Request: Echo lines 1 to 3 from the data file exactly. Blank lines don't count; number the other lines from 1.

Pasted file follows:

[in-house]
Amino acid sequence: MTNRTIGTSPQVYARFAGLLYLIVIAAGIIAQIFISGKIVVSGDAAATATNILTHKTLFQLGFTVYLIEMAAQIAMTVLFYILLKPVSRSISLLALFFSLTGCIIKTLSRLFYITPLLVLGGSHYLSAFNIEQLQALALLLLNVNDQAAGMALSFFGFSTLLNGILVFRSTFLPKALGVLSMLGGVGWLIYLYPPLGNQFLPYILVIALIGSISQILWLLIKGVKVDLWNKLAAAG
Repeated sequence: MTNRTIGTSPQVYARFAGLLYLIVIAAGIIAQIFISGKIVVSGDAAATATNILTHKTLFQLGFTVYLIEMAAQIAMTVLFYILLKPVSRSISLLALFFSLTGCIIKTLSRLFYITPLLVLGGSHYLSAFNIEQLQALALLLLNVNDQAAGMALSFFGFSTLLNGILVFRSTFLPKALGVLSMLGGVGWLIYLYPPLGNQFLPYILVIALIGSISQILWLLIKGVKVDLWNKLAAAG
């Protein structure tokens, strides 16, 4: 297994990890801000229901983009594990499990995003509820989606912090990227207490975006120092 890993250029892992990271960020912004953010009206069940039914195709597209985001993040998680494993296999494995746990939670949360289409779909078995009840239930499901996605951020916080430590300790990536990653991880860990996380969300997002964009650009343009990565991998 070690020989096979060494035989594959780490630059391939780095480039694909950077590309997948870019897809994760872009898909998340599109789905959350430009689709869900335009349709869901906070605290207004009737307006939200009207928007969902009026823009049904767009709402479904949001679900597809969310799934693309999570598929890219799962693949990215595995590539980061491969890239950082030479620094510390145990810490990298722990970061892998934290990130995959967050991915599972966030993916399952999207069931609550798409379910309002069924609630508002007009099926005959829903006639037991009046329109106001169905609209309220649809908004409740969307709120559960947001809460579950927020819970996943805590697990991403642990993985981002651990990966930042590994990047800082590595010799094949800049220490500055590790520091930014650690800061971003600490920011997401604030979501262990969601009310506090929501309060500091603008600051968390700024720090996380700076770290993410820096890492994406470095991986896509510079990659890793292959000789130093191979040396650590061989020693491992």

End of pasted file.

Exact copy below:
[in-house]
Amino acid sequence: MTNRTIGTSPQVYARFAGLLYLIVIAAGIIAQIFISGKIVVSGDAAATATNILTHKTLFQLGFTVYLIEMAAQIAMTVLFYILLKPVSRSISLLALFFSLTGCIIKTLSRLFYITPLLVLGGSHYLSAFNIEQLQALALLLLNVNDQAAGMALSFFGFSTLLNGILVFRSTFLPKALGVLSMLGGVGWLIYLYPPLGNQFLPYILVIALIGSISQILWLLIKGVKVDLWNKLAAAG
Repeated sequence: MTNRTIGTSPQVYARFAGLLYLIVIAAGIIAQIFISGKIVVSGDAAATATNILTHKTLFQLGFTVYLIEMAAQIAMTVLFYILLKPVSRSISLLALFFSLTGCIIKTLSRLFYITPLLVLGGSHYLSAFNIEQLQALALLLLNVNDQAAGMALSFFGFSTLLNGILVFRSTFLPKALGVLSMLGGVGWLIYLYPPLGNQFLPYILVIALIGSISQILWLLIKGVKVDLWNKLAAAG